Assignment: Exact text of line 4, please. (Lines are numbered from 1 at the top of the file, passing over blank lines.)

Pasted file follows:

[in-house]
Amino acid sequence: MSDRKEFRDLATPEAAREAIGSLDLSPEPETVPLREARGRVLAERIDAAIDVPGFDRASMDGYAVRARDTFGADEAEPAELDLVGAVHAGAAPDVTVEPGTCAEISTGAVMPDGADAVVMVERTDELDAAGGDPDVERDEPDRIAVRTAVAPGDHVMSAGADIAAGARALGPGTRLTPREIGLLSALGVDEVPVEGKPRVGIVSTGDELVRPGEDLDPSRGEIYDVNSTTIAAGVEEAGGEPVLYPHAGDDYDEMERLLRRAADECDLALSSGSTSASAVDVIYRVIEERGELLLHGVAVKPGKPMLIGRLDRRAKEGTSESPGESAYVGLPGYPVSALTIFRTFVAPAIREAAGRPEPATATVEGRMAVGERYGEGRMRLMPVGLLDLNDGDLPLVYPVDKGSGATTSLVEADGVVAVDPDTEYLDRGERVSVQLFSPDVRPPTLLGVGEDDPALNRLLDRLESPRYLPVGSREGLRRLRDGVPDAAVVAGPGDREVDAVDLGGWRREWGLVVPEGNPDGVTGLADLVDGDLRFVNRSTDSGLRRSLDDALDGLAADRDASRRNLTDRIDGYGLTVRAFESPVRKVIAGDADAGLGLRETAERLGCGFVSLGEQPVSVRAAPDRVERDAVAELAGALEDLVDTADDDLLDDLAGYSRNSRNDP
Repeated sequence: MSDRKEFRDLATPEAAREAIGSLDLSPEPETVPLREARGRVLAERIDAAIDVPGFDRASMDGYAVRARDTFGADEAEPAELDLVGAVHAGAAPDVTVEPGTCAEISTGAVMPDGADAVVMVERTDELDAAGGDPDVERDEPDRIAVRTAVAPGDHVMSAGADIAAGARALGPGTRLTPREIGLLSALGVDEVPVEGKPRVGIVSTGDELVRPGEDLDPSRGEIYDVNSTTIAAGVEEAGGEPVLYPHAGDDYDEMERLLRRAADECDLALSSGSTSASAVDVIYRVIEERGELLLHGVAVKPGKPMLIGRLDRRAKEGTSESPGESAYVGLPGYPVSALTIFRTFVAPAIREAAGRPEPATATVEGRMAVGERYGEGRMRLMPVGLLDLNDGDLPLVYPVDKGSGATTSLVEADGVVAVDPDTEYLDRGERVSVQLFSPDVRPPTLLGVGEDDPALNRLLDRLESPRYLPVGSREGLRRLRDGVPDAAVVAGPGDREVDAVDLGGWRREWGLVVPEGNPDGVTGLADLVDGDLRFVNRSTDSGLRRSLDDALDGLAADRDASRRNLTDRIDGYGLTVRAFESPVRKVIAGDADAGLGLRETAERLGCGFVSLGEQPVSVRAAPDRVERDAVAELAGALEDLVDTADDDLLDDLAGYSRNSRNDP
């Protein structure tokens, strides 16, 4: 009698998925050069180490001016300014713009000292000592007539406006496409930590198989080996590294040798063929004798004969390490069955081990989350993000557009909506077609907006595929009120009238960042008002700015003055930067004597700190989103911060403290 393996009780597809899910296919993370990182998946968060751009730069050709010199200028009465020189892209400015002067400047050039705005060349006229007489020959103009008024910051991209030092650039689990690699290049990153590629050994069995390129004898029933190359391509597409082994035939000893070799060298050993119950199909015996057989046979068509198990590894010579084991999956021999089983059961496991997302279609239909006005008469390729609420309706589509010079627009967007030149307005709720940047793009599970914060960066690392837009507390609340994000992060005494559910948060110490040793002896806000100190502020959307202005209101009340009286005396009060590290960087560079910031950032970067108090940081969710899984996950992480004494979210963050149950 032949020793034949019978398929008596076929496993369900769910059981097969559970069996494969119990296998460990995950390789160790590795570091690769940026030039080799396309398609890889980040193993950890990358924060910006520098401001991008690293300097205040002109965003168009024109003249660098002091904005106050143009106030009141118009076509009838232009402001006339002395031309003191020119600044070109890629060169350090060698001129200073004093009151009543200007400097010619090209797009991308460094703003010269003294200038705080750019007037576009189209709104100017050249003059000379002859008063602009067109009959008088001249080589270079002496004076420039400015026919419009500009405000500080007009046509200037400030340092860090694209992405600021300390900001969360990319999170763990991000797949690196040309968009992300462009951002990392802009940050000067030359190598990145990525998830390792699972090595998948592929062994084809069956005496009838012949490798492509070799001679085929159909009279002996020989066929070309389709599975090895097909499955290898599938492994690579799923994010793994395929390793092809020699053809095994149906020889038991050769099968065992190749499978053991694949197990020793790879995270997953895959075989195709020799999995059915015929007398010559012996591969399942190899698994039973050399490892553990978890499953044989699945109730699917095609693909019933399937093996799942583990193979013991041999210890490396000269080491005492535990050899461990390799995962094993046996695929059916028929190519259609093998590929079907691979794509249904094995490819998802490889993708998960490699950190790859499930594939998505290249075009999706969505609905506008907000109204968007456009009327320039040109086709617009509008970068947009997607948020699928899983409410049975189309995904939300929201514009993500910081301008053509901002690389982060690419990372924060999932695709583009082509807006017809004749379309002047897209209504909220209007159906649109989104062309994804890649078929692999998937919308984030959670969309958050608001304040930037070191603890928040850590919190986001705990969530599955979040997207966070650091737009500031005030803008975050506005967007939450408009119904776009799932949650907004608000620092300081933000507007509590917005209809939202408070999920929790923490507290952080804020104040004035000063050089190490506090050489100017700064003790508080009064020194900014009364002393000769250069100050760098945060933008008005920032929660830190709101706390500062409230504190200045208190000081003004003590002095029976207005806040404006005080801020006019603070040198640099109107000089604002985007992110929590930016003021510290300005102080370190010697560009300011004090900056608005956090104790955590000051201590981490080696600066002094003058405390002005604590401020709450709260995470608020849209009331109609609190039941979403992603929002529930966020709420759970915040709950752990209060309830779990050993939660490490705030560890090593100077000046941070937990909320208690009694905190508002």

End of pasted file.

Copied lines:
């Protein structure tokens, strides 16, 4: 009698998925050069180490001016300014713009000292000592007539406006496409930590198989080996590294040798063929004798004969390490069955081990989350993000557009909506077609907006595929009120009238960042008002700015003055930067004597700190989103911060403290 393996009780597809899910296919993370990182998946968060751009730069050709010199200028009465020189892209400015002067400047050039705005060349006229007489020959103009008024910051991209030092650039689990690699290049990153590629050994069995390129004898029933190359391509597409082994035939000893070799060298050993119950199909015996057989046979068509198990590894010579084991999956021999089983059961496991997302279609239909006005008469390729609420309706589509010079627009967007030149307005709720940047793009599970914060960066690392837009507390609340994000992060005494559910948060110490040793002896806000100190502020959307202005209101009340009286005396009060590290960087560079910031950032970067108090940081969710899984996950992480004494979210963050149950 032949020793034949019978398929008596076929496993369900769910059981097969559970069996494969119990296998460990995950390789160790590795570091690769940026030039080799396309398609890889980040193993950890990358924060910006520098401001991008690293300097205040002109965003168009024109003249660098002091904005106050143009106030009141118009076509009838232009402001006339002395031309003191020119600044070109890629060169350090060698001129200073004093009151009543200007400097010619090209797009991308460094703003010269003294200038705080750019007037576009189209709104100017050249003059000379002859008063602009067109009959008088001249080589270079002496004076420039400015026919419009500009405000500080007009046509200037400030340092860090694209992405600021300390900001969360990319999170763990991000797949690196040309968009992300462009951002990392802009940050000067030359190598990145990525998830390792699972090595998948592929062994084809069956005496009838012949490798492509070799001679085929159909009279002996020989066929070309389709599975090895097909499955290898599938492994690579799923994010793994395929390793092809020699053809095994149906020889038991050769099968065992190749499978053991694949197990020793790879995270997953895959075989195709020799999995059915015929007398010559012996591969399942190899698994039973050399490892553990978890499953044989699945109730699917095609693909019933399937093996799942583990193979013991041999210890490396000269080491005492535990050899461990390799995962094993046996695929059916028929190519259609093998590929079907691979794509249904094995490819998802490889993708998960490699950190790859499930594939998505290249075009999706969505609905506008907000109204968007456009009327320039040109086709617009509008970068947009997607948020699928899983409410049975189309995904939300929201514009993500910081301008053509901002690389982060690419990372924060999932695709583009082509807006017809004749379309002047897209209504909220209007159906649109989104062309994804890649078929692999998937919308984030959670969309958050608001304040930037070191603890928040850590919190986001705990969530599955979040997207966070650091737009500031005030803008975050506005967007939450408009119904776009799932949650907004608000620092300081933000507007509590917005209809939202408070999920929790923490507290952080804020104040004035000063050089190490506090050489100017700064003790508080009064020194900014009364002393000769250069100050760098945060933008008005920032929660830190709101706390500062409230504190200045208190000081003004003590002095029976207005806040404006005080801020006019603070040198640099109107000089604002985007992110929590930016003021510290300005102080370190010697560009300011004090900056608005956090104790955590000051201590981490080696600066002094003058405390002005604590401020709450709260995470608020849209009331109609609190039941979403992603929002529930966020709420759970915040709950752990209060309830779990050993939660490490705030560890090593100077000046941070937990909320208690009694905190508002």